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Penny Moore, SA researcher at South Africa’s National Institute for Communicable Diseases (NICD), who no doubt has not missed a salary during the successive lockdowns, co-author of the study says data suggests the variant could partially evade the defences vaccines build in our bodies’ immune systems.

That may mean existing vaccines won’t provide as much protection to people, and that those who have had the original virus could be reinfected with the new strain.

However, both Pfizer and Moderna say they can tweak their vaccines to combat the variants within about six weeks.

John Maytham speaks to Professor Lynn Morris, principal medical scientist and head of HIV Virology at the NICD about these concerns and the process involved.

It is not unexpected from a virological point of view that the virus has got around the antibodies.

Professor Lynn Morris, Principal Medical Scientist and HIV Virology Head – NICD

But like with flu vaccines every year, the current Covid-19 vaccines can be easily and quickly tweaked and adjusted for the mutations, she explains.

What does PANDA say about vaccines?

How can a vaccine be developed?
There are two main methods to developing vaccines. Traditional vaccines contain an attenuated (weakened) virus with an intact antigen. The antigen is a protein that acts as a flag. It sits on the surface of the virus and tells the body that this substance is a foreign body that must be attacked.

The body then recognises the antigen on the surface of the virus and launches an immune response to it. The body starts to produce antibodies to attack this particular protein. Since the virus is dead, the person doesn’t risk getting the disease, although they might experience some mild symptoms from the body’s immune response.

Eventually, the antibodies taper off slowly. In the future, if the person is infected with the same virus, the immune system mounts a response very quickly, avoiding full-fledged illness.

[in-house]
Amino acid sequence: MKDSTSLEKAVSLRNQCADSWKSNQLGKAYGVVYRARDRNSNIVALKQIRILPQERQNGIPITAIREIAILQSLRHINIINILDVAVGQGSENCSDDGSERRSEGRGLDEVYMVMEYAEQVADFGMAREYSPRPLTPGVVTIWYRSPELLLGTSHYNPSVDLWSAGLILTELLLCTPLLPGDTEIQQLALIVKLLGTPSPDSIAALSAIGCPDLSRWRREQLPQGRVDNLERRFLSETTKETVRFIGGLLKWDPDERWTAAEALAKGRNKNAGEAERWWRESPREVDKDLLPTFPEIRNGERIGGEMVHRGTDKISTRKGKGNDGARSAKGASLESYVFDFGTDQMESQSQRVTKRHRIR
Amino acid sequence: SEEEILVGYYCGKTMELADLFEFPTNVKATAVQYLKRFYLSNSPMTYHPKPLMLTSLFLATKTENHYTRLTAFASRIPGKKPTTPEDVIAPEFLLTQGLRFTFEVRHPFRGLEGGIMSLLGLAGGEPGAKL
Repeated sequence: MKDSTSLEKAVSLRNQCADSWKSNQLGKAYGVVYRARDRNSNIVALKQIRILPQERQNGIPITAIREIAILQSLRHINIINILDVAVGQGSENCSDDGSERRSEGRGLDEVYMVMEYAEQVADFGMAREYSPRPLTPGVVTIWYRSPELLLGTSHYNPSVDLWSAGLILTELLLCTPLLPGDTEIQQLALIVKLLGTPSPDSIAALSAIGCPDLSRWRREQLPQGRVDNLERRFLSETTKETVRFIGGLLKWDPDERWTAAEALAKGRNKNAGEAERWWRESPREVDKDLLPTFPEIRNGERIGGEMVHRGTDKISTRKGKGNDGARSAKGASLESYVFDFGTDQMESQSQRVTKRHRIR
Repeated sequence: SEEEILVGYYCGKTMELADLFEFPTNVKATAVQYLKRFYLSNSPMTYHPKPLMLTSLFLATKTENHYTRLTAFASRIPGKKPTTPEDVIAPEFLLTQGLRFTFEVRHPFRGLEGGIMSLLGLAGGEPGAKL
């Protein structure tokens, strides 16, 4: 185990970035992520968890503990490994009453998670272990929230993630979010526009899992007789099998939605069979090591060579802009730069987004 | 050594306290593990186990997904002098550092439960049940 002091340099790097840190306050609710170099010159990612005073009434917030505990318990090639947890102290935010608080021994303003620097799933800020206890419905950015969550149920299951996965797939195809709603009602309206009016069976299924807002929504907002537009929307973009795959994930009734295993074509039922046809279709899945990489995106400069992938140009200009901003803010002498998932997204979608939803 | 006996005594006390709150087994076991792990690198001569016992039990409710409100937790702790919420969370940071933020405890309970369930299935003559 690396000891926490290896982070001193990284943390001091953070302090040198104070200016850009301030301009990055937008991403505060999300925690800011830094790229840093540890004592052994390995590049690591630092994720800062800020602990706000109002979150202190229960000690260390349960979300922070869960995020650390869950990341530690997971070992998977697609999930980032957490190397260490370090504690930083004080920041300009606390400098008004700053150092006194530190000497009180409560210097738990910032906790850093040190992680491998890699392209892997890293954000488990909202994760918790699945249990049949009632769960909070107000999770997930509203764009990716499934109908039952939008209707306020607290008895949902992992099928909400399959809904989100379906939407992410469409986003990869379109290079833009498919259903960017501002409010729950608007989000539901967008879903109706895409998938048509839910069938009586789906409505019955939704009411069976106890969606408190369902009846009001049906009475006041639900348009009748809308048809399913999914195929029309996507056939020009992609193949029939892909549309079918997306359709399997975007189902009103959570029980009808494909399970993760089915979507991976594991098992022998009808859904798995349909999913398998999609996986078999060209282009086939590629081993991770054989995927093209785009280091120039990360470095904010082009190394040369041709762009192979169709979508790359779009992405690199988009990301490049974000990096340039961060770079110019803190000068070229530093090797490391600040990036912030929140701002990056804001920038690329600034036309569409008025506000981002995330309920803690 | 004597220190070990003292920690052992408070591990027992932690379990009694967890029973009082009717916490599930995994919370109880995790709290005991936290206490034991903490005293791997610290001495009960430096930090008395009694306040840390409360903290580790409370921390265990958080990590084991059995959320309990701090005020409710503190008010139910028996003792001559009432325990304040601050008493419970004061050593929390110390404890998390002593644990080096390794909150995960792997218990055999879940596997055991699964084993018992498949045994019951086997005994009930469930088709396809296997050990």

The mRNA vaccines introduce part of the genetic sequence of the virus into the human body. Once the mRNA is inside the human cells, it uses the cells’ machinery to produce the antigen, which then elicits an immune response. This method risks less contamination in the process of producing the vaccine as animals are not used to produce the antigens and it is easy and fast to scale up to meet high demand. There are no mRNA vaccines yet in widespread use and the COVID-19 mRNA vaccine would be the first. We must ensure that it is studied at length and its safety and efficacy profiles are transparent to the public.

Do you know what is in the COVID-19 vaccines?
COVID-19 vaccines are made by different manufacturers and have different compositions.

What does 90% or 95% ok mean? How do they get to that?
95% efficacy means that about 95% of people who get the vaccine are protected from becoming seriously ill with the virus. This is a very questionable claim by the pharmaceutical companies. The trials were conducted on healthy individuals only, who are not themselves affected by the virus very much. Furthermore, the outcome measures used to determine the effectiveness of the vaccine are reduced (self-reported) symptoms rather than transmission or deaths.

Would you have the vaccine yourself?
As for any other medication, a vaccine must be shown to be safe and effective before it is introduced to the general public. Vaccines take 10 to 15 years on average to be developed. There are several phases of testing that must take place to study the vaccine: laboratory testing, animal studies, studies on healthy volunteers and finally studies on specific target groups. The purpose of the studies is to determine whether vaccines can induce an immune response and improve outcomes in terms of reducing the severity and mortality from a particular pathogen in the at-risk population. Once this is established, individuals, with the help of their physician, should do a cost-benefit analysis based on their individual profile, their age and their health status to determine whether taking the vaccine would be more beneficial than getting a natural infection.

Currently, there is no one for whom the benefit would outweigh the risk of these vaccines—even the most vulnerable, elderly nursing home patients. Both COVID-19 tests and the vaccines are only cleared for Emergency Use Authorization, so individuals taking the vaccine now need to be aware that they are actually participating in an experiment without informed consent.